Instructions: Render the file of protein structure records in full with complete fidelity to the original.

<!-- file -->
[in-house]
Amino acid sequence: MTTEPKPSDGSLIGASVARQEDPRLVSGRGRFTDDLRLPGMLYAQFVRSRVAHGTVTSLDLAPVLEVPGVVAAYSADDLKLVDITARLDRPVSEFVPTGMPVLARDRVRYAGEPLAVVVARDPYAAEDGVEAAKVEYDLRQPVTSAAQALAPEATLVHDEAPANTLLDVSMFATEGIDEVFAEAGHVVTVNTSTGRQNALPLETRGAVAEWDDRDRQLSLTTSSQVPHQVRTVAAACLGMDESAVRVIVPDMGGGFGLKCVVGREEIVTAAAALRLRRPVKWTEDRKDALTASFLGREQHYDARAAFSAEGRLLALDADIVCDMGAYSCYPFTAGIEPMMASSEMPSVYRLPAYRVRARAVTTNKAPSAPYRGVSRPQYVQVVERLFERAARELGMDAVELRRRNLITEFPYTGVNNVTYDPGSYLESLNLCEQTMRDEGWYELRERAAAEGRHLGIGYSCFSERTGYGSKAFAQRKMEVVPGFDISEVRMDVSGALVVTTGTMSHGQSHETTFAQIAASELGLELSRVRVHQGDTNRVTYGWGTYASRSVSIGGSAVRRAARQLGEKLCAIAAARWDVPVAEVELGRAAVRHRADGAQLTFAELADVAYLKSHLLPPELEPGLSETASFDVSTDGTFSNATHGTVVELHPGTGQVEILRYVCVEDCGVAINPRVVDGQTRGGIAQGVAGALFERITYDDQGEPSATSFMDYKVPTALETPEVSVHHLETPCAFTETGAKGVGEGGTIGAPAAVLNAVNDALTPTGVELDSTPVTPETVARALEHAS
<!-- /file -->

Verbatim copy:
[in-house]
Amino acid sequence: MTTEPKPSDGSLIGASVARQEDPRLVSGRGRFTDDLRLPGMLYAQFVRSRVAHGTVTSLDLAPVLEVPGVVAAYSADDLKLVDITARLDRPVSEFVPTGMPVLARDRVRYAGEPLAVVVARDPYAAEDGVEAAKVEYDLRQPVTSAAQALAPEATLVHDEAPANTLLDVSMFATEGIDEVFAEAGHVVTVNTSTGRQNALPLETRGAVAEWDDRDRQLSLTTSSQVPHQVRTVAAACLGMDESAVRVIVPDMGGGFGLKCVVGREEIVTAAAALRLRRPVKWTEDRKDALTASFLGREQHYDARAAFSAEGRLLALDADIVCDMGAYSCYPFTAGIEPMMASSEMPSVYRLPAYRVRARAVTTNKAPSAPYRGVSRPQYVQVVERLFERAARELGMDAVELRRRNLITEFPYTGVNNVTYDPGSYLESLNLCEQTMRDEGWYELRERAAAEGRHLGIGYSCFSERTGYGSKAFAQRKMEVVPGFDISEVRMDVSGALVVTTGTMSHGQSHETTFAQIAASELGLELSRVRVHQGDTNRVTYGWGTYASRSVSIGGSAVRRAARQLGEKLCAIAAARWDVPVAEVELGRAAVRHRADGAQLTFAELADVAYLKSHLLPPELEPGLSETASFDVSTDGTFSNATHGTVVELHPGTGQVEILRYVCVEDCGVAINPRVVDGQTRGGIAQGVAGALFERITYDDQGEPSATSFMDYKVPTALETPEVSVHHLETPCAFTETGAKGVGEGGTIGAPAAVLNAVNDALTPTGVELDSTPVTPETVARALEHAS